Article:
Symptoms of Hemangioblastoma

Table of Contents
View All
Table of Contents

Symptoms of hemangioblastoma include headaches, sensory loss, balance and coordination problems, and hydrocephalus (buildup of spinal fluid in the brain). Depending on the location and size of the tumor, more rare neurological symptoms can occur, like limb weakness or neurological bladder.

The cause of hemangioblastomas is a mystery, although some people may develop them as part of a genetic syndrome called Von Hippel-Lindau disease (VHL). VHL is characterized by the growth of a variety of benign and malignant tumors.

This article will discuss common symptoms of hemangioblastomas to watch out for, potential complications, and when to see a doctor for a diagnosis and treatment.

Woman holding her head

Jamie Grill / Getty Images

Frequent Symptoms

Most people with hemangioblastomas will develop symptoms, but this is not always the case. Symptoms vary from person to person and some people have few or no symptoms at all. Your symptoms will depend on the location and size of the tumor. Some common symptoms include:

  • Headache
  • Nausea or vomiting
  • Dizziness or vertigo 
  • Balance and coordination issues, or ataxia
  • Blurry vision or vision loss if the tumor affects the retina

Rarer Symptoms

Although hemangioblastomas are benign (not harmful) and grow slowly, the tumors can press against structures of the central nervous system and cause neurological symptoms. These symptoms might include the following:

  • Lower extremity weakness, or weakness in the legs
  • Upper limb weakness, or weakness in the arms
  • Neurogenic bladder, or a lack of bladder control due to a nervous system injury

Potential Complications 

Sporadic hemangioblastoma tumors usually appear in people who are in their 50s or 60s, whereas VHL-associated tumors are often detected earlier, when people are in their 30s or 40s. The presence of a hemangioblastoma may suggest an underlying genetic abnormality. If one is detected, it is likely that you will undergo genetic testing for VHL and surveillance (closely watching) of your tumor. 

Large hemangioblastomas that are left untreated can cause damage to the nerves of the brain, and even vision loss. Eventually, untreated hemangioblastomas can lead to complications, like a buildup of fluid in the brain.

In fact, experts estimate hydrocephalus develops in 5%–29% of patients. Hydrocephalus may cause altered mental status in about 10% of these cases.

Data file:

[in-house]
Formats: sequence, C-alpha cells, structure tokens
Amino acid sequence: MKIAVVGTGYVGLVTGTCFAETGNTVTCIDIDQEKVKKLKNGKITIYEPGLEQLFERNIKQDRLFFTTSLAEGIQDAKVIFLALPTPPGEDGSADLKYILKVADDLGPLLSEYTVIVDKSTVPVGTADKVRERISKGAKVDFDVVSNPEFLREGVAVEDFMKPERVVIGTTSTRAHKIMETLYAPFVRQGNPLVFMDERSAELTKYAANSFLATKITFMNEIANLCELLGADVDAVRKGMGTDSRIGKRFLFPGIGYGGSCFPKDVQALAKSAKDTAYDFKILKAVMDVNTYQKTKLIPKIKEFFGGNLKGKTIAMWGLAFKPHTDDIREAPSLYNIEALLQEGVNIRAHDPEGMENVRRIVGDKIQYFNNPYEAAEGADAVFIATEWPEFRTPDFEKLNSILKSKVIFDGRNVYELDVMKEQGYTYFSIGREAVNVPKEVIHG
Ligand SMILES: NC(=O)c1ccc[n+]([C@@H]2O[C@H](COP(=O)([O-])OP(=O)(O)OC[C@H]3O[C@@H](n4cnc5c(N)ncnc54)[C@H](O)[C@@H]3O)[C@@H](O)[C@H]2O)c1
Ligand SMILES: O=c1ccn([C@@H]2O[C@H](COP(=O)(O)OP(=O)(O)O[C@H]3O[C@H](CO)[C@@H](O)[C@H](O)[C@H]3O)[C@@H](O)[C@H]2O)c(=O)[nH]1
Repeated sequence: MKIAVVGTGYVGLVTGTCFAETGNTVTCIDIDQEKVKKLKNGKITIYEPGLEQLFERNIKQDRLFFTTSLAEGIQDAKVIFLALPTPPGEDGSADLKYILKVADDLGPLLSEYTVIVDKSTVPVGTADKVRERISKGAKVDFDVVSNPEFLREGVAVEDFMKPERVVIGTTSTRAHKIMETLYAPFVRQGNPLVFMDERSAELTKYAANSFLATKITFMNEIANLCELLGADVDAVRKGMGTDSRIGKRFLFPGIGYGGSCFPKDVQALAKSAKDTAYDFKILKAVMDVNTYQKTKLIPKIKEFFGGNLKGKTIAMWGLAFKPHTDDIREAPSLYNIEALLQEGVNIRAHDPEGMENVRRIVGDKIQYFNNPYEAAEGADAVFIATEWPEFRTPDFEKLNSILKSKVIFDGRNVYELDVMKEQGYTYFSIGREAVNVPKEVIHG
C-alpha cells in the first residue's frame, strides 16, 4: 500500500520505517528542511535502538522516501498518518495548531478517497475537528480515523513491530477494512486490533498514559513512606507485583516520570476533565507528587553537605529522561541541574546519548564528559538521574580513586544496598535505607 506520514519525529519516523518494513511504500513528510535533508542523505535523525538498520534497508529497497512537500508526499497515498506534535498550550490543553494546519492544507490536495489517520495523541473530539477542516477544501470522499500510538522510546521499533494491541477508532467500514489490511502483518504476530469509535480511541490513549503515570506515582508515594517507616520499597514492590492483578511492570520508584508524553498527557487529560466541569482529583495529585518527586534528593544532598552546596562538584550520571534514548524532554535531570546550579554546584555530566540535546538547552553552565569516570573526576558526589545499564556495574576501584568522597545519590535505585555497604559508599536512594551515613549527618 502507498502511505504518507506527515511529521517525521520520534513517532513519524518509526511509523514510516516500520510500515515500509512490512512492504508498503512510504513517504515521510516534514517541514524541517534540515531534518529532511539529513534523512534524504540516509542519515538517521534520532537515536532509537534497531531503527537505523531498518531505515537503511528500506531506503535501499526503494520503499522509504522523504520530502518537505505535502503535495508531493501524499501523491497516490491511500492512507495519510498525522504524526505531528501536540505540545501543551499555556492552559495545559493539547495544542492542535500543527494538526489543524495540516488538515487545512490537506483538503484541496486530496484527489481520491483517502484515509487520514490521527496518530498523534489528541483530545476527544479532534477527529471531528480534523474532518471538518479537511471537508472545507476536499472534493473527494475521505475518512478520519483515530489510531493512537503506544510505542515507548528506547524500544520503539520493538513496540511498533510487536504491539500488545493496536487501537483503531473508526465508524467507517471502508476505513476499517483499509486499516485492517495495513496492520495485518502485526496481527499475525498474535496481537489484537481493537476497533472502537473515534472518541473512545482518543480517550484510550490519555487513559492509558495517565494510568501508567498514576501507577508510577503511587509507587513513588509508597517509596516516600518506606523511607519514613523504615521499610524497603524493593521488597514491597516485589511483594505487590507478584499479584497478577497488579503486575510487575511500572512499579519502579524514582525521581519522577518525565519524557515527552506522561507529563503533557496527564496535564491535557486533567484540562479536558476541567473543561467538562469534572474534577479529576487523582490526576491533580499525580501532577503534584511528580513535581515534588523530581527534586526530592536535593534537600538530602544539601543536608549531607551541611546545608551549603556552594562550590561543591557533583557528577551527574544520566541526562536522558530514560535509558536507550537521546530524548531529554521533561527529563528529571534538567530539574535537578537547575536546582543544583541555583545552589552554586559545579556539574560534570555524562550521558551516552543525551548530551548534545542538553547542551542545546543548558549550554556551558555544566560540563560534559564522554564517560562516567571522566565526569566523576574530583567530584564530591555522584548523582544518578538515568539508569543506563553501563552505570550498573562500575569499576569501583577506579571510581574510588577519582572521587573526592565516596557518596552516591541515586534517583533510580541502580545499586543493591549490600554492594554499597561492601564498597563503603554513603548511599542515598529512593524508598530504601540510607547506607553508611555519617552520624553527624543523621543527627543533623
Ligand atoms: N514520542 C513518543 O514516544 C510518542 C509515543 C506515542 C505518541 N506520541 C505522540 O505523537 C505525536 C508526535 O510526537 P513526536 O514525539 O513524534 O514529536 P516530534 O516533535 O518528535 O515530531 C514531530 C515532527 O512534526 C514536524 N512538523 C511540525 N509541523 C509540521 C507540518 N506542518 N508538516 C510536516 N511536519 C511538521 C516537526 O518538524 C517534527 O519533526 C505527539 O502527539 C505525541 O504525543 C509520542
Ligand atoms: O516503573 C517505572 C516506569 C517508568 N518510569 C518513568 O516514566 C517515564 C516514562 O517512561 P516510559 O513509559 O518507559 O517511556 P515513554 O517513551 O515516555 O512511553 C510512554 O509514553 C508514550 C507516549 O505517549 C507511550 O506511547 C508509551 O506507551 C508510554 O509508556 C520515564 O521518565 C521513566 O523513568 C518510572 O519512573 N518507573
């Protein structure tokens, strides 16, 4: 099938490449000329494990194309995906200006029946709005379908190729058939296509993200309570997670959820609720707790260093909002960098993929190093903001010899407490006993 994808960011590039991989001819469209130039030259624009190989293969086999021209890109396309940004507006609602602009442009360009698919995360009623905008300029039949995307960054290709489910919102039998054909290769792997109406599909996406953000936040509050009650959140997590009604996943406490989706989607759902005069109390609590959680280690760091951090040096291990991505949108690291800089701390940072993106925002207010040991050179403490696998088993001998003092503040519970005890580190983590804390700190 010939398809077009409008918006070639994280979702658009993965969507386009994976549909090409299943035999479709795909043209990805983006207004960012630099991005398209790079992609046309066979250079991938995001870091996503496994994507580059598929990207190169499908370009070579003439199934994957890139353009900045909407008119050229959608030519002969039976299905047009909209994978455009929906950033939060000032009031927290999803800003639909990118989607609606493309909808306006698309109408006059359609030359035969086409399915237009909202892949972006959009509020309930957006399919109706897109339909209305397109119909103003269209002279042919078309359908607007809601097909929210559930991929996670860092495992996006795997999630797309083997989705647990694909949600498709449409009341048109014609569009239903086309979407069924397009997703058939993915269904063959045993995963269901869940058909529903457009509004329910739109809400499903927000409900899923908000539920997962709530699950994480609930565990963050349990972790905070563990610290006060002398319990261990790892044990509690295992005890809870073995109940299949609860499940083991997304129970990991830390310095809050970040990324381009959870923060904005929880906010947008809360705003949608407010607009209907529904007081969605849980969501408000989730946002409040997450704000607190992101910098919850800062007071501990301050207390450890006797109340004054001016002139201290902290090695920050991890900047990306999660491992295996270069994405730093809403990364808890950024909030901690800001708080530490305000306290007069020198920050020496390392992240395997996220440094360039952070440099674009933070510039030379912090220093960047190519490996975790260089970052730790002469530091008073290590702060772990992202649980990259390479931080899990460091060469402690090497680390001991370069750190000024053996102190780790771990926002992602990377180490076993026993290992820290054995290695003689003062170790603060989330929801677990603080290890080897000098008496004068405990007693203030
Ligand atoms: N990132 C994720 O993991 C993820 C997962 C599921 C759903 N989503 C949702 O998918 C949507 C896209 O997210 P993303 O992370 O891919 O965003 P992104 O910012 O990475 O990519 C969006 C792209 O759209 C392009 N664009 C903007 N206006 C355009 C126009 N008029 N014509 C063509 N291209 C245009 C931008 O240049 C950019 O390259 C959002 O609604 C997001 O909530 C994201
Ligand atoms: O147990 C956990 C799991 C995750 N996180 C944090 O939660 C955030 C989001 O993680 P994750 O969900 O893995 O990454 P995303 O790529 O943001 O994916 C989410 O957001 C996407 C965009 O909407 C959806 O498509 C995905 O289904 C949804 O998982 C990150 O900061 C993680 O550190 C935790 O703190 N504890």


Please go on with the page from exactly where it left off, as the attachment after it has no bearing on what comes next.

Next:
Regular checkups with your doctor are important to monitor the growth, size, and appearance of these benign tumors. 

When to See a Healthcare Professional

Hemangioblastomas can cause significant neurological symptoms and irreversible damage if they are not addressed in a timely fashion. Some people learn to live with some changes to their neurological function, but you should check in with a healthcare professional if you experience even mild changes in your symptoms. Any change may indicate new or recurrent tumor growth.

If you are having new difficulties with balance and coordination, weakness in your legs, changes in your vision, loss of bowel or bladder control, or loss of your sensory abilities, seek immediate medical attention.

A Word From Verywell

Hemangioblastomas are usually slow growing, but based on their typical location, which usually is near a large blood supply, these vascular tumors can grow quickly. If you are diagnosed with a hemangioblastoma, check in with your doctor regularly. Monitoring your symptoms and getting treatment, like surgery or radiation, are also important steps to improving your quality of life and improving your overall outlook.

2 Sources
Verywell Health uses only high-quality sources, including peer-reviewed studies, to support the facts within our articles. Read our editorial process to learn more about how we fact-check and keep our content accurate, reliable, and trustworthy.
  1. National Center for Advancing Translational Sciences: Genetic and Rare Diseases Information Center. Hemangioblastoma.

  2. American Brain Tumor Association. Hemangioma

By Shamard Charles, MD, MPH
Shamard Charles, MD, MPH is a public health physician and journalist. He has held positions with major news networks like NBC reporting on health policy, public health initiatives, diversity in medicine, and new developments in health care research and medical treatments.